Tamgaly Petroglyphs: Rituals, Shaman and Nomad’s Treasures
Tamgaly in Kazakhstan, now a UNESCO World Heritage site, provides evidence of the rich history and diverse cultural heritage of Central Asia. The area has been traversed by countless nomadic societies who made their home on its steppe for millennia. Approximately 5000 rock carvings that date from the Bronze Age to the 20 th century have been found, along with sanctuaries and burial mounds, which have offered unique insight into ancient nomad civilizations.
The History of the Tamgaly Petroglyphs
The black flint outcrops found in the valley of Tamgaly (or Tanbaly) are ideal for carving. Surrounded by the vast, arid Chu-Ili mountains, the valley provides shelter, springs, and rich vegetation in an otherwise desolate steppe, which made it popular with the nomads who visited the area from at least the Late Bronze Age (1500 BC). Among those who travelled across vast areas of Eurasia and viewed the valley as sacred were the Scythians and Sarmatians.
From an exceedingly early date, the valley appears to have been a sacred site as over 48 sanctuaries and burial grounds have been found. Based on the existence of kurgans, or burial mounds, members of the elite chose to be buried there. Numerous ancient tombs include stone enclosures with boxes and cists that date to the middle and late Bronze Age. The kurgans, constructed of stone and earth, date to early Iron Age. One of the kurgans discovered has been linked to the Saka people, a nomad confederation who dominated vast areas of Central Asia and parts of India in the 1st century BC. Like the Scythians, the Saka were ultimately derived from the earlier Andronovo culture.
Saka artifacts found in the tombs of Tillya Tepe and a diagram of their use on the man and woman found in these tombs (PHGCOM / CC BY-SA 3.0)
The central canyon contains the densest concentration of engravings and what are believed to be altars, possibly used for sacrificial offerings. Why the valley was sacred is unknown as the people who inhabited or visited the valley came from an oral culture. Tamgaly means ‘marked place’ in the local Kazakh language and many tribal ceremonies were likely held in the valley, where shamans would enter trances to commune with the spirit world.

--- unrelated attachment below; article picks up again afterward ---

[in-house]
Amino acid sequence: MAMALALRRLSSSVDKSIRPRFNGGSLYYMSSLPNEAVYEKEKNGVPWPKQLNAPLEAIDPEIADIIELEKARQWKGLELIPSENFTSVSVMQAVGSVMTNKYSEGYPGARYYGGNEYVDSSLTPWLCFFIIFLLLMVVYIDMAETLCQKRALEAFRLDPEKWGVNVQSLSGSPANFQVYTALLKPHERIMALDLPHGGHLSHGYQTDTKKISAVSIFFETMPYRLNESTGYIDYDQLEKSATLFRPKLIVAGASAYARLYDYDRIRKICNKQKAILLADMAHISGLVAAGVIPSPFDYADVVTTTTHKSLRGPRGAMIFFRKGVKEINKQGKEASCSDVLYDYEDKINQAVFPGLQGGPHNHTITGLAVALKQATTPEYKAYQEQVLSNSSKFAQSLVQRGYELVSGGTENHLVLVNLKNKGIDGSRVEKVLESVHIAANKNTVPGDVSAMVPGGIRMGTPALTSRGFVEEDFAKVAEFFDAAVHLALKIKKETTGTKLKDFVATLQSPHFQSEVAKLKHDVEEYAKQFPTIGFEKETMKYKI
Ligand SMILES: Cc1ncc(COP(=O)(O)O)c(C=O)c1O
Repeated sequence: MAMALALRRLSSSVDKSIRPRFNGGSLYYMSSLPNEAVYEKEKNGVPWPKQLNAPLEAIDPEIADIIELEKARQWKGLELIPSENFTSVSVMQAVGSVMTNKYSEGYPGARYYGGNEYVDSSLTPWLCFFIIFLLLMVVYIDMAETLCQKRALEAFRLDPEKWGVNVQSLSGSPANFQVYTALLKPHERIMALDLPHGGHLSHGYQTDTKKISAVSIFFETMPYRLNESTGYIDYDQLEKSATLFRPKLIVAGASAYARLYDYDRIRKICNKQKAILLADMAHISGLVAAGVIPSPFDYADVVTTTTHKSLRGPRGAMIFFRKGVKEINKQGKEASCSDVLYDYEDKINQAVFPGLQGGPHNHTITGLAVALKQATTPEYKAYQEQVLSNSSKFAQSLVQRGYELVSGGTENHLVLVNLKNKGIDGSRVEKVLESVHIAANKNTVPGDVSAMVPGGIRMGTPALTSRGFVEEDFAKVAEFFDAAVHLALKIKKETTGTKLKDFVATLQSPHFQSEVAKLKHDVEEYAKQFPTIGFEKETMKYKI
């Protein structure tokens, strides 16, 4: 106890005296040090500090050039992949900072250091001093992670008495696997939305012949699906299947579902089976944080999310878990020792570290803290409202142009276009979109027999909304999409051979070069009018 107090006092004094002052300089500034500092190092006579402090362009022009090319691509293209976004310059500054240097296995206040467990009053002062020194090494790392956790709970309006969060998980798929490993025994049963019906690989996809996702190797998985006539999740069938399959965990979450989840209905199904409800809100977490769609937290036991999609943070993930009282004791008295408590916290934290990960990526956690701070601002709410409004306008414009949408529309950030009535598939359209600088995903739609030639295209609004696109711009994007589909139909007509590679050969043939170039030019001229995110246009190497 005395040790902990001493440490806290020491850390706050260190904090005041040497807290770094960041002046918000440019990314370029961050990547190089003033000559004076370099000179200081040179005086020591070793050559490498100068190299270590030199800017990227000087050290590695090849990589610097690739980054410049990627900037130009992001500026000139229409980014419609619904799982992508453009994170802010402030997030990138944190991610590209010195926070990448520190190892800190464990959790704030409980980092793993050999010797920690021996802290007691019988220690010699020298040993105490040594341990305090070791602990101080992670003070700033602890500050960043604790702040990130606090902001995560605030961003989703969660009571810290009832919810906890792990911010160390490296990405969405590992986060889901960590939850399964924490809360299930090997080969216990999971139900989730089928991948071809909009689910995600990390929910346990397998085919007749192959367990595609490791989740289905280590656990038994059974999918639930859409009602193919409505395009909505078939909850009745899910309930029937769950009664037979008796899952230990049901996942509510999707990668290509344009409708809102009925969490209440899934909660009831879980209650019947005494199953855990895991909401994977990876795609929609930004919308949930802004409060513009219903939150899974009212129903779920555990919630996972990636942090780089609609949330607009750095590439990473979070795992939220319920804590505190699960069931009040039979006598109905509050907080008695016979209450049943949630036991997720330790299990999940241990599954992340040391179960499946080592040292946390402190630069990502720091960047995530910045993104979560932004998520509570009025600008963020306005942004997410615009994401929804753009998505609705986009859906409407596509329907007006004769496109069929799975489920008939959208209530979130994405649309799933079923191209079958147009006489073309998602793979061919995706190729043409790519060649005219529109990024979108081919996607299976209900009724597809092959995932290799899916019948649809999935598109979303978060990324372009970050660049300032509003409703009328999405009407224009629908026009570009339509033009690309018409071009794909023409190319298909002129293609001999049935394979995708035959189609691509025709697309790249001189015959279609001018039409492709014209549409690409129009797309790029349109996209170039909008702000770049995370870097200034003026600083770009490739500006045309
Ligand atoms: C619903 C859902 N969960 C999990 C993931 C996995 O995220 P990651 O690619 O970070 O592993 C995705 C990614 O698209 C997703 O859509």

By the 11th century, most of Central Asia was Muslim and the Turkish tribes who dominated the steppe had converted to Islam. The valley remained popular with nomads, who retouched some of the rock art and added their own. Many of them carved their names on the rocks.
Apart from the local population, the site was all but forgotten by the outside world until the late twentieth century when archaeologists began to examine the rock art and remains. Today the petroglyphs and historic sites are part of an archaeological park and a Kazakhstan heritage site.
The Tamgaly Petroglyphs Kazakhstan
Tamgaly is perhaps the most impressive of the 1500 similar sites found in Kazakhstan. The many outcrops and escarpments are packed with imagery and all set in a stunning landscape.
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The ancients Petroglyphs in Tamgaly in Kazakhstan (coob.kz / Adobe Stock)
The images include scenes of hunting, and falconry, providing insight into the lives of nomadic hunters and ancient pastoralists as the animals drawn include sheep, camels, sheep, cows, and horses. Animals were also thought to represent their gods and the ox represented power. Symbols thought to represent the various tribes have also been found.
Carved onto almost vertical rock faces, petroglyphs also recount the religious life of ancient people, their shamans, as well as rituals and dancing. A series of remarkable images of people with sun-shaped heads are thought to depict sun gods. One part of Tamgaly is known as the Sun Temple by local people, and it is set between high canyon walls. For more than 3000 years, the nomads depicted what they held most precious and often transformed previous images to reflect the changing cultures and new ideals.
Image of a man with a sun-shaped head, petroglyph of Tamgaly (victor21041958 / Adobe Stock)
Unfortunately, some of the rock art has been damaged by visitors and the vibrations caused by Soviet tanks used during military training has also taken its toll.
Visiting Tamgaly in Kazakhstan
The Tamgaly Gorge is 100 miles (160km) to the north-west of Almaty, the capital of Kazakhstan. There is no public transport to the area, but day trips are organized to the site where signs and a system of arrows guide visitors around. Tamgaly, should not be confused with Tamgaly Tas, a location in Kazakhstan famous for its Buddhist rock art.
Top image: Petroglyph of the archaeological landscape of Tamgaly Source: victor21041958 / Adobe Stock
By Ed Whelan
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Rozwadowski, A. (2001). Sun gods or shamans? Interpreting the ‘solar-headed’petroglyphs of Central Asia. The archaeology of shamanism, 65-86